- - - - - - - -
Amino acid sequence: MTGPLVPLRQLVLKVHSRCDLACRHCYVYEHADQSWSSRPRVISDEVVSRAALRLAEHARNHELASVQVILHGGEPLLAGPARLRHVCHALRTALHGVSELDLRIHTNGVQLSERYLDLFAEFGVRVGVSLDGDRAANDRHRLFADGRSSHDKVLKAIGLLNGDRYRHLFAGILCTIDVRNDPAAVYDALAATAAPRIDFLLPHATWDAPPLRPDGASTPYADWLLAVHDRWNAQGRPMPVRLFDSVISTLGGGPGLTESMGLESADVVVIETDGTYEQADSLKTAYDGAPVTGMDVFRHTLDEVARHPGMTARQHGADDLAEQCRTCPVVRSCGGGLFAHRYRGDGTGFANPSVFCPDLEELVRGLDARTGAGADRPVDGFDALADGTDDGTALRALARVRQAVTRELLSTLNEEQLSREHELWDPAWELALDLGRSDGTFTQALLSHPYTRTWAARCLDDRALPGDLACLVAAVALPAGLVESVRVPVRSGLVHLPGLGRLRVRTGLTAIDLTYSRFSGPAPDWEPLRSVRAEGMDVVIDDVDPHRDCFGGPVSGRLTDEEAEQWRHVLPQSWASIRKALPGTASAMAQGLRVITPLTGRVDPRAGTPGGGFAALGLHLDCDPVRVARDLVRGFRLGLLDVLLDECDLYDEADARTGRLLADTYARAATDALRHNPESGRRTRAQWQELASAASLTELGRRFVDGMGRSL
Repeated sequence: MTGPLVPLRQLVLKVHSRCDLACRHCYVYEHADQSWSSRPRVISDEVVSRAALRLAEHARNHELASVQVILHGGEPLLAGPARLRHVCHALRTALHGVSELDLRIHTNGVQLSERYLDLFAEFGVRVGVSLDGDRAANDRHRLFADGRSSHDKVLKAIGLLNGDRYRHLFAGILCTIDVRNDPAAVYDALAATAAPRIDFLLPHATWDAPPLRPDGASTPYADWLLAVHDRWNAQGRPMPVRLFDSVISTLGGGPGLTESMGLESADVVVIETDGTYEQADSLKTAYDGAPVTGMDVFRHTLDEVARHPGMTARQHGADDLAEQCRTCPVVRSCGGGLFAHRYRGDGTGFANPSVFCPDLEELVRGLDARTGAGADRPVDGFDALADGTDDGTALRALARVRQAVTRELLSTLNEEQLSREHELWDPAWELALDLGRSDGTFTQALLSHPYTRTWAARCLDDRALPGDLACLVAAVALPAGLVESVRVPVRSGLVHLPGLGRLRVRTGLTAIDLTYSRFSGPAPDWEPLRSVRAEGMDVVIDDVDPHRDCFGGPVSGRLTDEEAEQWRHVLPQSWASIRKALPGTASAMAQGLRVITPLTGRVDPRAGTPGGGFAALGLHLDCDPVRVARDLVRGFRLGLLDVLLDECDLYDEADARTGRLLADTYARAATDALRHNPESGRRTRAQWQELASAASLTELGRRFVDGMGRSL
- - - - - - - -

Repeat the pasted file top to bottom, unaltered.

Amino acid sequence: MTGPLVPLRQLVLKVHSRCDLACRHCYVYEHADQSWSSRPRVISDEVVSRAALRLAEHARNHELASVQVILHGGEPLLAGPARLRHVCHALRTALHGVSELDLRIHTNGVQLSERYLDLFAEFGVRVGVSLDGDRAANDRHRLFADGRSSHDKVLKAIGLLNGDRYRHLFAGILCTIDVRNDPAAVYDALAATAAPRIDFLLPHATWDAPPLRPDGASTPYADWLLAVHDRWNAQGRPMPVRLFDSVISTLGGGPGLTESMGLESADVVVIETDGTYEQADSLKTAYDGAPVTGMDVFRHTLDEVARHPGMTARQHGADDLAEQCRTCPVVRSCGGGLFAHRYRGDGTGFANPSVFCPDLEELVRGLDARTGAGADRPVDGFDALADGTDDGTALRALARVRQAVTRELLSTLNEEQLSREHELWDPAWELALDLGRSDGTFTQALLSHPYTRTWAARCLDDRALPGDLACLVAAVALPAGLVESVRVPVRSGLVHLPGLGRLRVRTGLTAIDLTYSRFSGPAPDWEPLRSVRAEGMDVVIDDVDPHRDCFGGPVSGRLTDEEAEQWRHVLPQSWASIRKALPGTASAMAQGLRVITPLTGRVDPRAGTPGGGFAALGLHLDCDPVRVARDLVRGFRLGLLDVLLDECDLYDEADARTGRLLADTYARAATDALRHNPESGRRTRAQWQELASAASLTELGRRFVDGMGRSL
Repeated sequence: MTGPLVPLRQLVLKVHSRCDLACRHCYVYEHADQSWSSRPRVISDEVVSRAALRLAEHARNHELASVQVILHGGEPLLAGPARLRHVCHALRTALHGVSELDLRIHTNGVQLSERYLDLFAEFGVRVGVSLDGDRAANDRHRLFADGRSSHDKVLKAIGLLNGDRYRHLFAGILCTIDVRNDPAAVYDALAATAAPRIDFLLPHATWDAPPLRPDGASTPYADWLLAVHDRWNAQGRPMPVRLFDSVISTLGGGPGLTESMGLESADVVVIETDGTYEQADSLKTAYDGAPVTGMDVFRHTLDEVARHPGMTARQHGADDLAEQCRTCPVVRSCGGGLFAHRYRGDGTGFANPSVFCPDLEELVRGLDARTGAGADRPVDGFDALADGTDDGTALRALARVRQAVTRELLSTLNEEQLSREHELWDPAWELALDLGRSDGTFTQALLSHPYTRTWAARCLDDRALPGDLACLVAAVALPAGLVESVRVPVRSGLVHLPGLGRLRVRTGLTAIDLTYSRFSGPAPDWEPLRSVRAEGMDVVIDDVDPHRDCFGGPVSGRLTDEEAEQWRHVLPQSWASIRKALPGTASAMAQGLRVITPLTGRVDPRAGTPGGGFAALGLHLDCDPVRVARDLVRGFRLGLLDVLLDECDLYDEADARTGRLLADTYARAATDALRHNPESGRRTRAQWQELASAASLTELGRRFVDGMGRSL